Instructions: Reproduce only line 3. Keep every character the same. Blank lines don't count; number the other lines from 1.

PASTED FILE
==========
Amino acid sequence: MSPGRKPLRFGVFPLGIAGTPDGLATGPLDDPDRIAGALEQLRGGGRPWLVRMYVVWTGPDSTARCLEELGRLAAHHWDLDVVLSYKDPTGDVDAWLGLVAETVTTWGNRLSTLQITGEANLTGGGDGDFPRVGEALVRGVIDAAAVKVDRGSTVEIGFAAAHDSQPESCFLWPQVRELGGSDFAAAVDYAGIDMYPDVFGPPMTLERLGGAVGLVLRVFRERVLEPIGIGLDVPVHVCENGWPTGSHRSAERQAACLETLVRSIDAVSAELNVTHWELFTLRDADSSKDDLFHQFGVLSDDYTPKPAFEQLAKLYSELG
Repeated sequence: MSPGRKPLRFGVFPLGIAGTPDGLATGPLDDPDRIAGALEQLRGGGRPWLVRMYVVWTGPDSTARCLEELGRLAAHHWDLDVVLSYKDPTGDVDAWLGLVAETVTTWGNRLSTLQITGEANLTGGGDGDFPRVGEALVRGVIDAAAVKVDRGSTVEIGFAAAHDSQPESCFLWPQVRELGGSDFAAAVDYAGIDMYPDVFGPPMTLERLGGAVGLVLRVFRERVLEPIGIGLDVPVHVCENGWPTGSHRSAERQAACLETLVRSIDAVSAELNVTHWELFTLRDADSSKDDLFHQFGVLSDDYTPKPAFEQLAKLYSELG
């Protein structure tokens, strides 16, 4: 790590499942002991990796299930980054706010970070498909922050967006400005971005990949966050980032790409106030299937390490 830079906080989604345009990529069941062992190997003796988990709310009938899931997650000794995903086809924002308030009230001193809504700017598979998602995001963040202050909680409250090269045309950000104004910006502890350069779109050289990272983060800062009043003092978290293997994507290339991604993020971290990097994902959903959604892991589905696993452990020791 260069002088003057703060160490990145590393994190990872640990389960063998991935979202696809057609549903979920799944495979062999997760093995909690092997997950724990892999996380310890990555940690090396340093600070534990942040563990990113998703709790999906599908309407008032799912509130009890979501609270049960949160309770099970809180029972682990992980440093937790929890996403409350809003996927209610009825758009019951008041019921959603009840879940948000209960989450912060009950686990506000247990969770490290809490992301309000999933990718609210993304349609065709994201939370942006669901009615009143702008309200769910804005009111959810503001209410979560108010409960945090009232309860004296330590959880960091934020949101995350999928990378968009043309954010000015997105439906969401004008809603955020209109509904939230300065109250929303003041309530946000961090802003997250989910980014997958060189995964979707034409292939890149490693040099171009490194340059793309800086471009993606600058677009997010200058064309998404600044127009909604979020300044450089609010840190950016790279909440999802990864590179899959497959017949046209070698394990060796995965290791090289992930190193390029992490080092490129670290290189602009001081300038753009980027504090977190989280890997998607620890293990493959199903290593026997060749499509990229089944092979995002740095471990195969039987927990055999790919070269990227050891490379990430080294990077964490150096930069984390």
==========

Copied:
């Protein structure tokens, strides 16, 4: 790590499942002991990796299930980054706010970070498909922050967006400005971005990949966050980032790409106030299937390490 830079906080989604345009990529069941062992190997003796988990709310009938899931997650000794995903086809924002308030009230001193809504700017598979998602995001963040202050909680409250090269045309950000104004910006502890350069779109050289990272983060800062009043003092978290293997994507290339991604993020971290990097994902959903959604892991589905696993452990020791 260069002088003057703060160490990145590393994190990872640990389960063998991935979202696809057609549903979920799944495979062999997760093995909690092997997950724990892999996380310890990555940690090396340093600070534990942040563990990113998703709790999906599908309407008032799912509130009890979501609270049960949160309770099970809180029972682990992980440093937790929890996403409350809003996927209610009825758009019951008041019921959603009840879940948000209960989450912060009950686990506000247990969770490290809490992301309000999933990718609210993304349609065709994201939370942006669901009615009143702008309200769910804005009111959810503001209410979560108010409960945090009232309860004296330590959880960091934020949101995350999928990378968009043309954010000015997105439906969401004008809603955020209109509904939230300065109250929303003041309530946000961090802003997250989910980014997958060189995964979707034409292939890149490693040099171009490194340059793309800086471009993606600058677009997010200058064309998404600044127009909604979020300044450089609010840190950016790279909440999802990864590179899959497959017949046209070698394990060796995965290791090289992930190193390029992490080092490129670290290189602009001081300038753009980027504090977190989280890997998607620890293990493959199903290593026997060749499509990229089944092979995002740095471990195969039987927990055999790919070269990227050891490379990430080294990077964490150096930069984390």